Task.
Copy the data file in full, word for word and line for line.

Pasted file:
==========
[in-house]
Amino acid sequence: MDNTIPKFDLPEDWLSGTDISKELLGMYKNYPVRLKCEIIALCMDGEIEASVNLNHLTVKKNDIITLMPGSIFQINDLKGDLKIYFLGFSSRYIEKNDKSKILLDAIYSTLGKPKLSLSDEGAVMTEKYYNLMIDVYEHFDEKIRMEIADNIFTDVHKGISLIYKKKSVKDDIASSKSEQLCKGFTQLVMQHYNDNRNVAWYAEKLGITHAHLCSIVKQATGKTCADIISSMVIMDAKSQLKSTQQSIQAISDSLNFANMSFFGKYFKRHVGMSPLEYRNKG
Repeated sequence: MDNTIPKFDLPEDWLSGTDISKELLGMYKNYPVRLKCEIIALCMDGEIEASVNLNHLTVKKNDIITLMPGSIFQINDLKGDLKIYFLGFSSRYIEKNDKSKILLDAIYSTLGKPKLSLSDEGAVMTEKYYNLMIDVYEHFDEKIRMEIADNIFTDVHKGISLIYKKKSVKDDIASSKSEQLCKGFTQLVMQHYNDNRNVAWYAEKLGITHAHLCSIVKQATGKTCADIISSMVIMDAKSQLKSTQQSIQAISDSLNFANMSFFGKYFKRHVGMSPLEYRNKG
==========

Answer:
[in-house]
Amino acid sequence: MDNTIPKFDLPEDWLSGTDISKELLGMYKNYPVRLKCEIIALCMDGEIEASVNLNHLTVKKNDIITLMPGSIFQINDLKGDLKIYFLGFSSRYIEKNDKSKILLDAIYSTLGKPKLSLSDEGAVMTEKYYNLMIDVYEHFDEKIRMEIADNIFTDVHKGISLIYKKKSVKDDIASSKSEQLCKGFTQLVMQHYNDNRNVAWYAEKLGITHAHLCSIVKQATGKTCADIISSMVIMDAKSQLKSTQQSIQAISDSLNFANMSFFGKYFKRHVGMSPLEYRNKG
Repeated sequence: MDNTIPKFDLPEDWLSGTDISKELLGMYKNYPVRLKCEIIALCMDGEIEASVNLNHLTVKKNDIITLMPGSIFQINDLKGDLKIYFLGFSSRYIEKNDKSKILLDAIYSTLGKPKLSLSDEGAVMTEKYYNLMIDVYEHFDEKIRMEIADNIFTDVHKGISLIYKKKSVKDDIASSKSEQLCKGFTQLVMQHYNDNRNVAWYAEKLGITHAHLCSIVKQATGKTCADIISSMVIMDAKSQLKSTQQSIQAISDSLNFANMSFFGKYFKRHVGMSPLEYRNKG